More Muc Than You Can Handle

My Developer Resolutions For 2009

I’ve never made any New Years resolutions before. This year I’m going to break that trend simply to create a checklist of tasks to keep me on track. I easily get distracted, but having to check things off a list is a sure way for me to stay focused.

Not wanting to over do it, I made goals that are easily attainable. Hopefully upon completion I’ll get more ambitious the next time around.

Development Goals:

Lately I’ve been spending a lot of time thinking about “the build”. Strangely enough, I get a lot of satisfaction out of a useful build environment. When I can checkout some code and be able to build and run a local instance of an application with a single command line execution, I feel great sense of value from the work put into my build scripts. These thoughts have heavily influenced my technical aspirations for 2009.

Learn A New Build System

I Love NAnt, but I’m really starting to hate XML. It’s not that I want to ditch NAnt because I know it well, and it does the job. It’s just that I think it’s could practice to see how the same thing can be done in other ways.

  • Boobs Bake - Written by the great Ayende and uses the Boo language as its syntax.
  • PSake - Written by James Kovacs and is written in PowerShell. I’ve yet to get into PowerShell and a build system seems like a natural place to start learning it. The one downside is that I don’t believe it’ll work in a Linux environment (or any environment without PowerShell for that matter).
  • Rake - Ruby is another language I would like to learn and build scripts is yet another applicable task for it. Rake has a fairly large user base and it’s cross platform so it’s a strong contender.

I don’t really need to learn any of these considering I’ve accomplished quite a bit with NAnt (You can compile and deploy the CBC Radio 3 site in one command). Still, if I can get away from the XML build files tasks would be more concise and easier to extend.

Implement a Continuous Integration Setup

I’ve mentioned how much I love the one line build execution. What I hate is when that one line build execution breaks! I don’t know a whole lot about CI, but just the ability to have an automated build health check is reason enough for me to implement CI. Automated testing, and deployment are just bonuses. The only one I have some knowledge about is CruiseControl.Net written by the folks at ThoughtWorks. If it’s good enough for Martin Fowler’s team, it’s good enough for me.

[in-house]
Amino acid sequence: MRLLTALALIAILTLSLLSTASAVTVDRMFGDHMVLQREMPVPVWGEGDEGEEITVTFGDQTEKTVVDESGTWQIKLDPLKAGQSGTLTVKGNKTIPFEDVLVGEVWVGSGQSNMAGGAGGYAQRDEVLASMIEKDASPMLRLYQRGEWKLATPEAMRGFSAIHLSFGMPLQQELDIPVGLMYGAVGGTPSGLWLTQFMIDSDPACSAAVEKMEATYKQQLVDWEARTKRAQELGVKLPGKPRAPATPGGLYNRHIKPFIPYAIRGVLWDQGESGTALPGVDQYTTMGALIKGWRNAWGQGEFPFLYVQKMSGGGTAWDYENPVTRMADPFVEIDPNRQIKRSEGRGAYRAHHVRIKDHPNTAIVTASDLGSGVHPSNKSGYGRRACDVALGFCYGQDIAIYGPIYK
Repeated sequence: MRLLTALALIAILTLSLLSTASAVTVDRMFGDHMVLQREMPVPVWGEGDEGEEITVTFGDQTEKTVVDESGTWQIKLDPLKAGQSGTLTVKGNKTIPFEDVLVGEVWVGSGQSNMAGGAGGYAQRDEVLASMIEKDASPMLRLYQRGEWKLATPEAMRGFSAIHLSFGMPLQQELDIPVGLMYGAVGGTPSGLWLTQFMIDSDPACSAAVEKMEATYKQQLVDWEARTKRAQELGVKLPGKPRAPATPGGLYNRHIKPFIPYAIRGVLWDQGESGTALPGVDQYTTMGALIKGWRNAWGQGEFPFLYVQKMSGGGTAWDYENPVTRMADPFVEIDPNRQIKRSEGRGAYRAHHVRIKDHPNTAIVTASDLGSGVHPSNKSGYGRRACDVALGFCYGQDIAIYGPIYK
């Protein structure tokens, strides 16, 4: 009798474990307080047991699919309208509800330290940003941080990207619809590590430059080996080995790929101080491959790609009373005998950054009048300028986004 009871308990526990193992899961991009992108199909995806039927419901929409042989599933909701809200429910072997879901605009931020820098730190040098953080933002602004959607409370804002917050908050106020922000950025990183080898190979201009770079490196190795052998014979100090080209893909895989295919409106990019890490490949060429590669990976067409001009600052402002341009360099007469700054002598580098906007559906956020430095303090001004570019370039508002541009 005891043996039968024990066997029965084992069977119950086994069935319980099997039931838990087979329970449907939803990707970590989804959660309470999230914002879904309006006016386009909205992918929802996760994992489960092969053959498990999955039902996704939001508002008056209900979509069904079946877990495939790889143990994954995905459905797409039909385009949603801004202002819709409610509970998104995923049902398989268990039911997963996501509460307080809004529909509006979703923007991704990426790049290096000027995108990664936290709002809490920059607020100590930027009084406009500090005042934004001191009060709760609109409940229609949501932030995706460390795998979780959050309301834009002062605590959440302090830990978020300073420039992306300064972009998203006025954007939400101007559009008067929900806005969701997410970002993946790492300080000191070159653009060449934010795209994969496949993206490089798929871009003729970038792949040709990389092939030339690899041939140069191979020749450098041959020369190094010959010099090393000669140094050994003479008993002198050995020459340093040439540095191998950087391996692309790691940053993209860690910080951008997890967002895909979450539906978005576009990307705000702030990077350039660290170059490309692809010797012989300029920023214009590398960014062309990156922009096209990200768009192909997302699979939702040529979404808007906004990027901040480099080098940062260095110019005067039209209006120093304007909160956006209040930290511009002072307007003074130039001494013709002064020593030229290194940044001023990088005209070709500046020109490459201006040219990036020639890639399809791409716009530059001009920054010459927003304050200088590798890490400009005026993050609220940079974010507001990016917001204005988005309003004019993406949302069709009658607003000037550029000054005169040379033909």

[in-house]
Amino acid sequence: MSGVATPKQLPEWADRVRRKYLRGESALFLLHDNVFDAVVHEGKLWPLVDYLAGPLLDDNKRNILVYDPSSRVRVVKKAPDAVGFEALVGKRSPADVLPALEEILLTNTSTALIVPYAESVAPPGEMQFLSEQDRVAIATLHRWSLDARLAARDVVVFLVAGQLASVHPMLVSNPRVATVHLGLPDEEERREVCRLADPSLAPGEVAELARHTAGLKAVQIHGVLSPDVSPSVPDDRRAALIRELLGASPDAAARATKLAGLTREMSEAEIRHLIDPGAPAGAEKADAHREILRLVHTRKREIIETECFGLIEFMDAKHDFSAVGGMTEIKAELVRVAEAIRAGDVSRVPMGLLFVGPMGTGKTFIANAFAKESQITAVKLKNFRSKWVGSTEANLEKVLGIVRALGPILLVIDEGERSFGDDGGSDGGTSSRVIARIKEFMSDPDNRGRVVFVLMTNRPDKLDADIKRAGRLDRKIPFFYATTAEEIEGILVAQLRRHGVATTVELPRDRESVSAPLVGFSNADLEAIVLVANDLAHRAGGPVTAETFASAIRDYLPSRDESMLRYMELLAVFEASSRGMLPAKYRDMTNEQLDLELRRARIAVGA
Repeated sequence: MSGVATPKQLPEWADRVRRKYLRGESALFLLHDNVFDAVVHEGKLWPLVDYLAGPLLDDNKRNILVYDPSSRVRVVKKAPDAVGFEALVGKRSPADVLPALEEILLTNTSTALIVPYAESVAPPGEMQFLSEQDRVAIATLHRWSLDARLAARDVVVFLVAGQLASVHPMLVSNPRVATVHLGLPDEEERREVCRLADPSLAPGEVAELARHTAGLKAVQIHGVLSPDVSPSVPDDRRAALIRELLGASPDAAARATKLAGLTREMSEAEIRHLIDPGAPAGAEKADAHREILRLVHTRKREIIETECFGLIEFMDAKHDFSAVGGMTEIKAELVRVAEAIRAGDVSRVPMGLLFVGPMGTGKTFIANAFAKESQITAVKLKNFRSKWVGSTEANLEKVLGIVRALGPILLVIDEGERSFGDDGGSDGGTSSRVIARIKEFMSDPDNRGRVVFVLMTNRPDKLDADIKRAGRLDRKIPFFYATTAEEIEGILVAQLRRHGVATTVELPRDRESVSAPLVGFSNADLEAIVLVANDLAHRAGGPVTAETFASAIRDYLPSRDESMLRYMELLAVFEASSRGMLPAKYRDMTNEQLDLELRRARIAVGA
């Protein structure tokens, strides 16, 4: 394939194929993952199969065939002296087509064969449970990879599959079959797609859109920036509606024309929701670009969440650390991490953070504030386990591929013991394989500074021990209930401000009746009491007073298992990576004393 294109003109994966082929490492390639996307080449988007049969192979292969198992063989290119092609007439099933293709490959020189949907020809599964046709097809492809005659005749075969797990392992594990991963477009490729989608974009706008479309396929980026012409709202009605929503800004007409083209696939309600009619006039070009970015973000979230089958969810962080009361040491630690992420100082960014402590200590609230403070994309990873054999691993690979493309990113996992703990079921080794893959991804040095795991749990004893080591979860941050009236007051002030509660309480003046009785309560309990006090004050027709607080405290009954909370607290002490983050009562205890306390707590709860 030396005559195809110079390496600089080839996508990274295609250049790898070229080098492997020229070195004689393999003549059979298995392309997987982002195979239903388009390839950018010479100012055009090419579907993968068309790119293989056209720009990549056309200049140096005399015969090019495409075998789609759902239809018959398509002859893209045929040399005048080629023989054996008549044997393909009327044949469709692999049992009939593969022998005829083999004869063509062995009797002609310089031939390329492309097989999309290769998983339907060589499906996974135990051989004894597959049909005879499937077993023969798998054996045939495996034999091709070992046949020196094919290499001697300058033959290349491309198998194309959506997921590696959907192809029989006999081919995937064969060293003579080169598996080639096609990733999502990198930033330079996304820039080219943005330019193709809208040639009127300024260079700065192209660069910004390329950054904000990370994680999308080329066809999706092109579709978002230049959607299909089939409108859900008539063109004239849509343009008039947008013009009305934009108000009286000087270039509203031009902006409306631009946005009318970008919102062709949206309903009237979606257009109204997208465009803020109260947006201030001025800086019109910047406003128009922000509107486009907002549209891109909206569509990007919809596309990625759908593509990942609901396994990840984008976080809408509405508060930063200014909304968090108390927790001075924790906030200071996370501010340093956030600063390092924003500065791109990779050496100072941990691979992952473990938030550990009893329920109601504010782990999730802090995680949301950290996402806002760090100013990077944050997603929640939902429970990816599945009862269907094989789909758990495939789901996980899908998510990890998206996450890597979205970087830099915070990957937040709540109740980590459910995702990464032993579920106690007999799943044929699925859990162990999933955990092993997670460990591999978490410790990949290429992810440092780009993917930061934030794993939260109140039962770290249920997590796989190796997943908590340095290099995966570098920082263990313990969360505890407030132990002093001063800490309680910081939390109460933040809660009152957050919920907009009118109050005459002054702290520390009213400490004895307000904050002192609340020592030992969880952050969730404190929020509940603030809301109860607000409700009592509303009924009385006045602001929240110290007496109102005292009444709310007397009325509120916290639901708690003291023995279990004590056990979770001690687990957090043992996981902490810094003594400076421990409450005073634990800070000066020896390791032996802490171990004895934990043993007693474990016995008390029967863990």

Change Version Control System

Subversion has changed my life. I wish I had used it (or any versioning system) when in University. In fact, that’s the first thing I would recommend any new Comp-Sci student to learn is some sort of version system. It’ll save you so much hassle in the long run, and you’ll be versioning ninja once you get out into the workforce.

I’ve been reading about distributed version systems and like the idea of decoupling my repository from a server. I recently found a great article comparing other systems and there are two other systems that I want to try:

  • Git - Written by Linus Torvalds, this distributed versioning system is quite powerful and has lots of mainstream support. I’ve seen discussions where some say Git is a bit too difficult, but once understood is extremely powerful.
  • Bazaar - A distributed version system with a focus on usability. The one interesting note on their website is that their code base has over 10,000 unit tests! Whether or not I use it, I’m sure the code base would be an interesting read in how to write python applications.

Life Organization:


I still have great pain in maintaining my browser bookmarks. I use Delicious, and love the FireFox integration, but now that doesn’t matter now that I’m using Chrome now. I’m still brainstorming ideas and may post later about how I’m going to move forward.


One of my favourite features of my phone is how it syncs with my work Outlook calendar. The problem is that I’m not at work all the time (wait, that’s a problem?). I want an ubiquitous calendar. When I refer to a calendar, I mean the one calendar to rule them all and in darkness… oops, I mean… When I say I’m doing something on a particular date and time, I want my announcement cascaded to all calendar applications I use. Notice I didn’t say how I announce an appointment. I don’t want to limit myself to adding events in Outlook, my phone, or my Google apps calendar. So I’m on the lookout a calendaring strategy that allows me to add events to my “abstract” calendar. Good luck with that, eh?